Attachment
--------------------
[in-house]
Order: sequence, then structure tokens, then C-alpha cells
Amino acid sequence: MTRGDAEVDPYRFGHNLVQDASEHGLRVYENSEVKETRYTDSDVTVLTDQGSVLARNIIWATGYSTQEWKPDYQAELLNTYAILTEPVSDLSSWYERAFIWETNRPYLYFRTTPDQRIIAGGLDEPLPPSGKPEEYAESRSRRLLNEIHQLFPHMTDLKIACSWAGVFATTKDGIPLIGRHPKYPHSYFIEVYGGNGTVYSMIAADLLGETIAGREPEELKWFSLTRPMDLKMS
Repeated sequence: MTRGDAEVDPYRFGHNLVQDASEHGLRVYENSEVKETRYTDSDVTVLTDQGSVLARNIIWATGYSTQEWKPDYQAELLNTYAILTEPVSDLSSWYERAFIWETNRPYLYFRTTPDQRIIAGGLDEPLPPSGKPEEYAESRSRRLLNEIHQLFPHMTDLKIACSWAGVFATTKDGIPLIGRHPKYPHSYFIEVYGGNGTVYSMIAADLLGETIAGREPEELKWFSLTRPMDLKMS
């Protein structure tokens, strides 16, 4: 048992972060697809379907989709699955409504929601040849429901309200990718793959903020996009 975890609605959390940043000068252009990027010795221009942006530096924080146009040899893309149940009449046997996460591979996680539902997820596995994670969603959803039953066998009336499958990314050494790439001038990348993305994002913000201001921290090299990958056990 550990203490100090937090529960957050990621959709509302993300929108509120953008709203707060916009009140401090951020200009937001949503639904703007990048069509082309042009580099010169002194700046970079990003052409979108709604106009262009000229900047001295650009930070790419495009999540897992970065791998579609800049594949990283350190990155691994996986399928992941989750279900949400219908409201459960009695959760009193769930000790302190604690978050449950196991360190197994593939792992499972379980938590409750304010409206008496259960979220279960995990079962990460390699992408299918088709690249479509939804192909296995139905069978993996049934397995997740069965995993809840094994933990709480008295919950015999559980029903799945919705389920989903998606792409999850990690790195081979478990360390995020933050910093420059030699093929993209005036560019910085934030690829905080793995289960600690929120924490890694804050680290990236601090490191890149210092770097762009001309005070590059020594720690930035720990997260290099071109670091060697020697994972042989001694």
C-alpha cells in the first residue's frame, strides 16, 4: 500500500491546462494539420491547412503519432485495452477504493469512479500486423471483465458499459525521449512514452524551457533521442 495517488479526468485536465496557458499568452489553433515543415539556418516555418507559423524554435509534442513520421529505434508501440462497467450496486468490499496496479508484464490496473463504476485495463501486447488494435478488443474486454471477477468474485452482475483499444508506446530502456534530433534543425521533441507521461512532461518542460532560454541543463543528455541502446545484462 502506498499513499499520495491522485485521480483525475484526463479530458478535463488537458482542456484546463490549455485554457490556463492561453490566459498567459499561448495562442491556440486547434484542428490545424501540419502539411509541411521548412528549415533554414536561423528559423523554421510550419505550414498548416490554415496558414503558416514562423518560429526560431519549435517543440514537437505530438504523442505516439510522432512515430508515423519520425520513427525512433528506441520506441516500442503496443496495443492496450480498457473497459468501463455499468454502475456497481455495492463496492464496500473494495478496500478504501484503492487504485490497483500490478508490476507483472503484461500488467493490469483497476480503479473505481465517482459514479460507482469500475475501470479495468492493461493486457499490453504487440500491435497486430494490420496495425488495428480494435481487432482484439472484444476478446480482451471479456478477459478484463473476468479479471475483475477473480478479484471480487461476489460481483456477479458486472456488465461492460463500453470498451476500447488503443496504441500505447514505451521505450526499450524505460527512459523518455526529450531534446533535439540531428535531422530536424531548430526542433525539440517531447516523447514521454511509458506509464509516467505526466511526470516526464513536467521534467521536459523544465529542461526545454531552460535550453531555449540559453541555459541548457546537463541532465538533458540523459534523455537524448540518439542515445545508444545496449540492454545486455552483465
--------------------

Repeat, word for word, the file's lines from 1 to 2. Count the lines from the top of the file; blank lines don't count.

[in-house]
Order: sequence, then structure tokens, then C-alpha cells